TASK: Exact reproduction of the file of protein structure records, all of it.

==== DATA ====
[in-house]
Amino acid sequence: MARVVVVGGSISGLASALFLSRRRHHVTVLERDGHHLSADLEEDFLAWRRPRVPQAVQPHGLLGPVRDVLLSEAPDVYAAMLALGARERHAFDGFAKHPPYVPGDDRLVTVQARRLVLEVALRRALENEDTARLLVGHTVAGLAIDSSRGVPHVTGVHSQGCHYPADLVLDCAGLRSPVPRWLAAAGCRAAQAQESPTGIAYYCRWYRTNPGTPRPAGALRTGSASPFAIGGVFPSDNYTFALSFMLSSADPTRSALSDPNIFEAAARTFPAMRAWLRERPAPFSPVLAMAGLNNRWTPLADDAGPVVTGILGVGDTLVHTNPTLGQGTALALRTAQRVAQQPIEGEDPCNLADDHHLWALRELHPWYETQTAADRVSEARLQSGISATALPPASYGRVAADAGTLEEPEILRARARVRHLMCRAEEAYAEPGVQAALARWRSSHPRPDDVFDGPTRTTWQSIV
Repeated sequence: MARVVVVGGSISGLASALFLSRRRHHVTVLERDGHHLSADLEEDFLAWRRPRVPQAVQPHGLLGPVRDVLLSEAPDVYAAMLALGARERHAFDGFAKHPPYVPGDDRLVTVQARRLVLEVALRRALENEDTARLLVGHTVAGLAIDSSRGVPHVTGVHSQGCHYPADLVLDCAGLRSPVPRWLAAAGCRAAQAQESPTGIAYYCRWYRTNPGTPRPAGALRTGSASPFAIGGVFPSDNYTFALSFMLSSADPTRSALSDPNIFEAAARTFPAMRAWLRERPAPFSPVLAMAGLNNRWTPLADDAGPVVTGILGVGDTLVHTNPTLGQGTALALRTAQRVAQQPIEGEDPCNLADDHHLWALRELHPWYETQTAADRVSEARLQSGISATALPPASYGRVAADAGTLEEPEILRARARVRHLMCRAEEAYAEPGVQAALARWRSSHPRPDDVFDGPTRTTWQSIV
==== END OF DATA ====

[in-house]
Amino acid sequence: MARVVVVGGSISGLASALFLSRRRHHVTVLERDGHHLSADLEEDFLAWRRPRVPQAVQPHGLLGPVRDVLLSEAPDVYAAMLALGARERHAFDGFAKHPPYVPGDDRLVTVQARRLVLEVALRRALENEDTARLLVGHTVAGLAIDSSRGVPHVTGVHSQGCHYPADLVLDCAGLRSPVPRWLAAAGCRAAQAQESPTGIAYYCRWYRTNPGTPRPAGALRTGSASPFAIGGVFPSDNYTFALSFMLSSADPTRSALSDPNIFEAAARTFPAMRAWLRERPAPFSPVLAMAGLNNRWTPLADDAGPVVTGILGVGDTLVHTNPTLGQGTALALRTAQRVAQQPIEGEDPCNLADDHHLWALRELHPWYETQTAADRVSEARLQSGISATALPPASYGRVAADAGTLEEPEILRARARVRHLMCRAEEAYAEPGVQAALARWRSSHPRPDDVFDGPTRTTWQSIV
Repeated sequence: MARVVVVGGSISGLASALFLSRRRHHVTVLERDGHHLSADLEEDFLAWRRPRVPQAVQPHGLLGPVRDVLLSEAPDVYAAMLALGARERHAFDGFAKHPPYVPGDDRLVTVQARRLVLEVALRRALENEDTARLLVGHTVAGLAIDSSRGVPHVTGVHSQGCHYPADLVLDCAGLRSPVPRWLAAAGCRAAQAQESPTGIAYYCRWYRTNPGTPRPAGALRTGSASPFAIGGVFPSDNYTFALSFMLSSADPTRSALSDPNIFEAAARTFPAMRAWLRERPAPFSPVLAMAGLNNRWTPLADDAGPVVTGILGVGDTLVHTNPTLGQGTALALRTAQRVAQQPIEGEDPCNLADDHHLWALRELHPWYETQTAADRVSEARLQSGISATALPPASYGRVAADAGTLEEPEILRARARVRHLMCRAEEAYAEPGVQAALARWRSSHPRPDDVFDGPTRTTWQSIV